Why flying in Africa is getting harder even as airlines expand fleets
13 février 2012
The East African | February 11, 2012
...Most African airports are expected to see an increase in passenger traffic as the continent opens up to the world for business.
The need to expand the airports is highlighted by the aggressive growth plans most carriers have: To increase their fleet and almost double their passenger numbers in 10 years’ time.
Kenya Airways, the national carrier, is this year expected to raise Ksh23 billion ($270 million) through a rights issues that will help it acquire 21 new airplanes in an expansion plan aimed at deepening its routes in Africa and Asia. The 10-year strategic plan, which runs until 2021 should see the airline deepen its presence in China and India with six and five new destinations respectively planned.
Titus Naikuni, CEO, Kenya Airways said an expanded airport would afford the airline more parking space adding that because JKIA is over stretched, security was also at stake. “We are now forced to take additional measures in order to avoid any potential threats,” he said.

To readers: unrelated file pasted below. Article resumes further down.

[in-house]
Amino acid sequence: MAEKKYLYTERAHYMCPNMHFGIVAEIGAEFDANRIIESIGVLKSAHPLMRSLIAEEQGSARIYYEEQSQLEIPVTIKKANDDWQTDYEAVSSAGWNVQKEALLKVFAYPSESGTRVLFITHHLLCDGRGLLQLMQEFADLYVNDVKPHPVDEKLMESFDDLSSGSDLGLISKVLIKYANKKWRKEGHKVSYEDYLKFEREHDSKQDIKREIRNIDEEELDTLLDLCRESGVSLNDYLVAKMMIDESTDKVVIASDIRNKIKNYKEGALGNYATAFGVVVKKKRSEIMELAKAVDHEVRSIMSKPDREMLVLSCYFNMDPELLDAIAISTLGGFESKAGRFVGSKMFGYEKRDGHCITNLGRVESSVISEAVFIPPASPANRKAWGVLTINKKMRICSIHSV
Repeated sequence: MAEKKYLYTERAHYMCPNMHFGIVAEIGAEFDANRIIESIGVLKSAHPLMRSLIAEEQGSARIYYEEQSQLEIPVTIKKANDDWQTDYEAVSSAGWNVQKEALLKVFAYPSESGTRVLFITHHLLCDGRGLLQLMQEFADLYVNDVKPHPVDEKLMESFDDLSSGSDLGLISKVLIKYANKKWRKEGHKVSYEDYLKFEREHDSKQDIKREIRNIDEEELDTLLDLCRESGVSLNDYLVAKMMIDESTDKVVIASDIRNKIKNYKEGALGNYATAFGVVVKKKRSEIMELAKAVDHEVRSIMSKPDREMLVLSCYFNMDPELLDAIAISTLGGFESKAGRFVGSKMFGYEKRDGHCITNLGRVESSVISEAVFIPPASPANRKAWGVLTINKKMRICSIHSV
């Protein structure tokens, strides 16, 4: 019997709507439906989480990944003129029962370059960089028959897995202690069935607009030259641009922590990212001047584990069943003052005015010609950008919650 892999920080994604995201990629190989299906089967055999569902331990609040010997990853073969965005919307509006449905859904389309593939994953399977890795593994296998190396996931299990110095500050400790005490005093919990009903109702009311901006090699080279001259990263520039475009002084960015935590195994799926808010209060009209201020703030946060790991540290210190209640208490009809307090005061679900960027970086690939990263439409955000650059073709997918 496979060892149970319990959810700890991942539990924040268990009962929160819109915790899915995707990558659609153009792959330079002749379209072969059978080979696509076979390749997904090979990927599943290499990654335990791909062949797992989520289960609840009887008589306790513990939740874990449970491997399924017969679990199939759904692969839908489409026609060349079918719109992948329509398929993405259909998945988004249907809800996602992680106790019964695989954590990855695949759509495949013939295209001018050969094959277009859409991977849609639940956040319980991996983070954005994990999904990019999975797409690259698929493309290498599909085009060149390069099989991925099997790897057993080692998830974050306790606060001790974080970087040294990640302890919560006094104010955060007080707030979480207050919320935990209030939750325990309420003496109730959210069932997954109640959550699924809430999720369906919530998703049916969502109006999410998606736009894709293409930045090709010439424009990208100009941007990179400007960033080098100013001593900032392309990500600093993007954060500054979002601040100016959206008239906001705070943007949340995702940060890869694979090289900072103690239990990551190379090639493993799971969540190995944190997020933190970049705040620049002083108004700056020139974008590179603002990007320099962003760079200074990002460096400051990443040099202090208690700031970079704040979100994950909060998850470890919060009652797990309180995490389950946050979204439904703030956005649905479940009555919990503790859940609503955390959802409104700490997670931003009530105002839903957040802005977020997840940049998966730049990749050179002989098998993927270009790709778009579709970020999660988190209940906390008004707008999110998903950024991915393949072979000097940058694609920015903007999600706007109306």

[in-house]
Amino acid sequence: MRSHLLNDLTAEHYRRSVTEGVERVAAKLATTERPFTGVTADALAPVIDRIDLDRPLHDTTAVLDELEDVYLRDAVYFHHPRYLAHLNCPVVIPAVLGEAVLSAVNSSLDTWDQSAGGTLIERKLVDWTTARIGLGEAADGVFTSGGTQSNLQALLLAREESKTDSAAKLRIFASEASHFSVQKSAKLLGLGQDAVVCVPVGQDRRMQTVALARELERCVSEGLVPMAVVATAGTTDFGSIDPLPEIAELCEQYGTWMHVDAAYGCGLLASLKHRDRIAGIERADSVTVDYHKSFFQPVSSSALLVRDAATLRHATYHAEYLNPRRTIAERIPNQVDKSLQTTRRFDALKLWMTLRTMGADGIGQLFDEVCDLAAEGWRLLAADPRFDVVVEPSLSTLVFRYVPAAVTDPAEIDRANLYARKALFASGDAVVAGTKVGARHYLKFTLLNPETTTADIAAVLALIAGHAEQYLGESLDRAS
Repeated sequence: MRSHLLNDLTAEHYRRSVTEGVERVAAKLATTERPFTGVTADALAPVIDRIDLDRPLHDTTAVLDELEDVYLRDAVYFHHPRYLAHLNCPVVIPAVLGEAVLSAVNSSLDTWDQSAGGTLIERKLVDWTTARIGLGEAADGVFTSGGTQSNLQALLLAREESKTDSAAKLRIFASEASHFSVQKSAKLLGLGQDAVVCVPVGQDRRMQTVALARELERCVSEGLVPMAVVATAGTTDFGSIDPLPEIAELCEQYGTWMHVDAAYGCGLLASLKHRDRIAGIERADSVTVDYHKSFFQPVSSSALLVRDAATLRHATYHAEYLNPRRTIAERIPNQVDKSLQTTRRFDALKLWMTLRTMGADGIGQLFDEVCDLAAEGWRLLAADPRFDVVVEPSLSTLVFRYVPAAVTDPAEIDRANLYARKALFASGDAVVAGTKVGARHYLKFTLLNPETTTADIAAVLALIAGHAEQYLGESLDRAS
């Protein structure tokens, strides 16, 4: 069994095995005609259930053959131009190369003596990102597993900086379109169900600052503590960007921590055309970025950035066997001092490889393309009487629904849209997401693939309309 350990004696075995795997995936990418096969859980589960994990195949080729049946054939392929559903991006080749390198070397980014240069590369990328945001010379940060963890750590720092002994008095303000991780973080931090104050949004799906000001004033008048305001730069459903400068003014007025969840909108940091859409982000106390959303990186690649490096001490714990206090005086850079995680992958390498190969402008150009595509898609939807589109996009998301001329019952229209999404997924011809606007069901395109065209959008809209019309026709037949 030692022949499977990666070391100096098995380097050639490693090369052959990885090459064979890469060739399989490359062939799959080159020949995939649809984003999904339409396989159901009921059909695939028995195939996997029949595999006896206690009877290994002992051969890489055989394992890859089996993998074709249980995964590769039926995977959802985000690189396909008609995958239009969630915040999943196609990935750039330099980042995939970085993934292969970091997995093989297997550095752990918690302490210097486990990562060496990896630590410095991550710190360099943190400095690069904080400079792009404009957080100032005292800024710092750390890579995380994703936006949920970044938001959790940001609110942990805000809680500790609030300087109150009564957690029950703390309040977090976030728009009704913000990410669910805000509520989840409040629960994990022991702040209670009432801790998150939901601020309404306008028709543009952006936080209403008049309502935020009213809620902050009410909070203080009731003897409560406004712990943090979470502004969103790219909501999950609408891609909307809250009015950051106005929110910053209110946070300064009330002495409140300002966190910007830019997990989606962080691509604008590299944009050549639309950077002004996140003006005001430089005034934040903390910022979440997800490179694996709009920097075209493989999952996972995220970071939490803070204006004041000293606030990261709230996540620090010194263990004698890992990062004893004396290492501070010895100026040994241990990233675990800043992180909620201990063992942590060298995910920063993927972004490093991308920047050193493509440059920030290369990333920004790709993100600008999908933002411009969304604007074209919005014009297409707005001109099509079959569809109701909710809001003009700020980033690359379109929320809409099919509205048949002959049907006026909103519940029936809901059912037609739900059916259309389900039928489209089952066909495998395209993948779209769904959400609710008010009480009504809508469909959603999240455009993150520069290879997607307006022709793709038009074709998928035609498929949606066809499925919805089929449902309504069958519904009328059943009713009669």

KQ though has been faced with increased competition especially from Middle East carriers such as Etihad Airways, Emirates, Qatar Airways and Royal Air Jordanian, which are opening up more routes on the continent where the Kenyan carrier draws nearly half of $1 billion revenues.
Part of the problem about Nairobi as a hub is that JKIA handled about 5.5 million passengers in 2010, with the forecast being over 6 million passengers in 2011. The 2010 official figures are double the 2.5 million passengers the airport was originally meant to handle.
But the Kenya Airports Authority (KAA), the parastatal charged with the responsibility of overseeing airports in the country says plans are underway to expand JKIA. By 2013, it is hoped Unit 4 will be constructed helping expand the capacity of the airport to 4.5 million passengers, which, however, is still below KQ’s requirements.